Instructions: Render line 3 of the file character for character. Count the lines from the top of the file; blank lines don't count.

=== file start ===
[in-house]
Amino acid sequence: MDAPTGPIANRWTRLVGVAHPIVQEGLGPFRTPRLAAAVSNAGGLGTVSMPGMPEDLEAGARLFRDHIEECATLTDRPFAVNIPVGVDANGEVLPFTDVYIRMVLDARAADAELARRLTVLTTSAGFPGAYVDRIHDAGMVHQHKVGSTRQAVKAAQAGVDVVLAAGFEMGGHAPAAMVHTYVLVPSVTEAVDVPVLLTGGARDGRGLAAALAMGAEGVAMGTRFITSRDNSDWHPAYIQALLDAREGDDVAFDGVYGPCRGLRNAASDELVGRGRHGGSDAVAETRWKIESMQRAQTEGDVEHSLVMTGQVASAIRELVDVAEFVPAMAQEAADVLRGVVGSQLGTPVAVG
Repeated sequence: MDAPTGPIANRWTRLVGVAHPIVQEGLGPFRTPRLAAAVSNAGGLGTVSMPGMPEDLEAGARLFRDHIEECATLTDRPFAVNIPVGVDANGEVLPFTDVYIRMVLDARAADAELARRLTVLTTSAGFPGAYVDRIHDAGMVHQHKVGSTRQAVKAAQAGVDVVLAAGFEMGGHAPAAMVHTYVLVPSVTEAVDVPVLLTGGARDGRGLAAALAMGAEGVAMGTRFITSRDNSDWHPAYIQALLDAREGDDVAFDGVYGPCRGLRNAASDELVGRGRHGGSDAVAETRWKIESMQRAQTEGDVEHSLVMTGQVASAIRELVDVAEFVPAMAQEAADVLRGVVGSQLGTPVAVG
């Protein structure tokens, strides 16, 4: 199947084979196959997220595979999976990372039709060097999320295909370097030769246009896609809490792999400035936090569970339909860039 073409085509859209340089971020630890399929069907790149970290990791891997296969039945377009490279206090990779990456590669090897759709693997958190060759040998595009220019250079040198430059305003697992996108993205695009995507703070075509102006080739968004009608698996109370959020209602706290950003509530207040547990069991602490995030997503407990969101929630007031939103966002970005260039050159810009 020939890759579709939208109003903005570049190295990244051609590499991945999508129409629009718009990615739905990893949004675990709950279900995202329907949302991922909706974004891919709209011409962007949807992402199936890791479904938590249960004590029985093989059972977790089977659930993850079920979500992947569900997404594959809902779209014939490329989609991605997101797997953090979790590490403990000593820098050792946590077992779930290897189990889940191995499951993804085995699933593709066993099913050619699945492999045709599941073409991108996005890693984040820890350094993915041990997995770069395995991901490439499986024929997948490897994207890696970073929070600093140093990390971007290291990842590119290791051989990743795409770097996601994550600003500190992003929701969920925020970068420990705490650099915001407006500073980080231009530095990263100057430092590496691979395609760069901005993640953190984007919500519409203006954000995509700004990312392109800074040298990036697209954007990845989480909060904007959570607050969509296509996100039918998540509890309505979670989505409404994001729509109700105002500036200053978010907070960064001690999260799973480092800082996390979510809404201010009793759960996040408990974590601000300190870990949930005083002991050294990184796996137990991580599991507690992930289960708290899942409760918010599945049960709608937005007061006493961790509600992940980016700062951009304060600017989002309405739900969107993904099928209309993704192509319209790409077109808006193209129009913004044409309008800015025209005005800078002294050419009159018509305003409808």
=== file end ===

Repeated sequence: MDAPTGPIANRWTRLVGVAHPIVQEGLGPFRTPRLAAAVSNAGGLGTVSMPGMPEDLEAGARLFRDHIEECATLTDRPFAVNIPVGVDANGEVLPFTDVYIRMVLDARAADAELARRLTVLTTSAGFPGAYVDRIHDAGMVHQHKVGSTRQAVKAAQAGVDVVLAAGFEMGGHAPAAMVHTYVLVPSVTEAVDVPVLLTGGARDGRGLAAALAMGAEGVAMGTRFITSRDNSDWHPAYIQALLDAREGDDVAFDGVYGPCRGLRNAASDELVGRGRHGGSDAVAETRWKIESMQRAQTEGDVEHSLVMTGQVASAIRELVDVAEFVPAMAQEAADVLRGVVGSQLGTPVAVG